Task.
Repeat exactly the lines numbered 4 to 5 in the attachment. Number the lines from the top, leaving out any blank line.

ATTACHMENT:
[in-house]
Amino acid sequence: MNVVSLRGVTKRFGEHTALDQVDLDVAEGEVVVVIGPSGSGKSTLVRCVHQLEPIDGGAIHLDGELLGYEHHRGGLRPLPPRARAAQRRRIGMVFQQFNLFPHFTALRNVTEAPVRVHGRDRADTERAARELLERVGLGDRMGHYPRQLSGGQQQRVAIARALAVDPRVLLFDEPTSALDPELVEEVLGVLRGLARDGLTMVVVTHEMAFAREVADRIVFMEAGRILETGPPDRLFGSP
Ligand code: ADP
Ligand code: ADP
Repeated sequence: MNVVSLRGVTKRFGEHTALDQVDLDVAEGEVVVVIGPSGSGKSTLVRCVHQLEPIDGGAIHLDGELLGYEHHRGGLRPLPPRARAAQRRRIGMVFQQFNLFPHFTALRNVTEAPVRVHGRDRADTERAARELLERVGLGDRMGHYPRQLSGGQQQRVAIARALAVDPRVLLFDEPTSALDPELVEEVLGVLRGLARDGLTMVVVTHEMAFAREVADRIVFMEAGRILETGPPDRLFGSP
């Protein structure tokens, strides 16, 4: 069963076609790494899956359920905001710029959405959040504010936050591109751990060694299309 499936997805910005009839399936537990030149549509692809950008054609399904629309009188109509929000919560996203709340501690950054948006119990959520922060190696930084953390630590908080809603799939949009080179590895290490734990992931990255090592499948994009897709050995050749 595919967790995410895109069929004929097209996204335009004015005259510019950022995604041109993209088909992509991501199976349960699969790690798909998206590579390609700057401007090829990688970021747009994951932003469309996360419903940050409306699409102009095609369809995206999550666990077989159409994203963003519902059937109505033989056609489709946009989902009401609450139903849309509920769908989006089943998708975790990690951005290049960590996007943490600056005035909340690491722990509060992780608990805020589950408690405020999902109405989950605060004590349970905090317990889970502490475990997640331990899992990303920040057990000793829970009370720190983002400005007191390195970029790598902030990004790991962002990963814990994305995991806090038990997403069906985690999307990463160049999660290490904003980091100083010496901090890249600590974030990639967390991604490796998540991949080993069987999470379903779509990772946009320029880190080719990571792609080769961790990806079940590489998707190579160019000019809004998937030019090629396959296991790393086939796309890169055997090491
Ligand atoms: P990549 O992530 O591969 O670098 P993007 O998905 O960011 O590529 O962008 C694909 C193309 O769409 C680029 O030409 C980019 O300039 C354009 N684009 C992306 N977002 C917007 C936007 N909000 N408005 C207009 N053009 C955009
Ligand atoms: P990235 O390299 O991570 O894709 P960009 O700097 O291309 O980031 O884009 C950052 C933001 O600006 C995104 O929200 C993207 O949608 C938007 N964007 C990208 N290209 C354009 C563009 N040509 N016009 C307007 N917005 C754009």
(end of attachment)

Ligand code: ADP
Repeated sequence: MNVVSLRGVTKRFGEHTALDQVDLDVAEGEVVVVIGPSGSGKSTLVRCVHQLEPIDGGAIHLDGELLGYEHHRGGLRPLPPRARAAQRRRIGMVFQQFNLFPHFTALRNVTEAPVRVHGRDRADTERAARELLERVGLGDRMGHYPRQLSGGQQQRVAIARALAVDPRVLLFDEPTSALDPELVEEVLGVLRGLARDGLTMVVVTHEMAFAREVADRIVFMEAGRILETGPPDRLFGSP